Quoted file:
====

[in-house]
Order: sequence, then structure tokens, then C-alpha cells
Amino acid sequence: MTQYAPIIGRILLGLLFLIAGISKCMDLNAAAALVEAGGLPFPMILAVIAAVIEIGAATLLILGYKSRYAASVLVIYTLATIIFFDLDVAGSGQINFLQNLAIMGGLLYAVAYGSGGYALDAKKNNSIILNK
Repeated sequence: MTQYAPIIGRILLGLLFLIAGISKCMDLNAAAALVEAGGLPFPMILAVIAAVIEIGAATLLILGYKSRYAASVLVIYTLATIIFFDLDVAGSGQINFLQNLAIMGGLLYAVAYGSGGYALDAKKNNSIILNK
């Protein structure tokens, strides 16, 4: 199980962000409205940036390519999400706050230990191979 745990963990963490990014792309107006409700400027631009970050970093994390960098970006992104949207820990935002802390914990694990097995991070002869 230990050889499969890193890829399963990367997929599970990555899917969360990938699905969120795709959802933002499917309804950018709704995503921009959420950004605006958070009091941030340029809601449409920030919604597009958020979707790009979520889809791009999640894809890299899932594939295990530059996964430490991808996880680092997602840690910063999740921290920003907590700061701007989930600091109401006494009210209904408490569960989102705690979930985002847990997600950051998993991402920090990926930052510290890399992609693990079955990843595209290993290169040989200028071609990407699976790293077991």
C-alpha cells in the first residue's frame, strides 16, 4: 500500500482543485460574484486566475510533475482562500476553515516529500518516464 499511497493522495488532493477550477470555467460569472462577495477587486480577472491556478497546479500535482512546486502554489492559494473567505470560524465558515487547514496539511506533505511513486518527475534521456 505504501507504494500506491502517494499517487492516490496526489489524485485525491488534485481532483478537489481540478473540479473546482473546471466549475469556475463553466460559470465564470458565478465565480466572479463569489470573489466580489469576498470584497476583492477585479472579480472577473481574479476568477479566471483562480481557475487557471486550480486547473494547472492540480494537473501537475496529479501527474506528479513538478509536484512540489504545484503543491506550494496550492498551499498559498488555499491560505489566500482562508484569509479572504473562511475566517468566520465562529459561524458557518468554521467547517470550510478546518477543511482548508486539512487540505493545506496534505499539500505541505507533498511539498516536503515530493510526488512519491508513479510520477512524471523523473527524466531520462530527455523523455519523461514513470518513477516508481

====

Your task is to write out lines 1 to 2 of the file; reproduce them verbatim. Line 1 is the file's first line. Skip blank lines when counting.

[in-house]
Order: sequence, then structure tokens, then C-alpha cells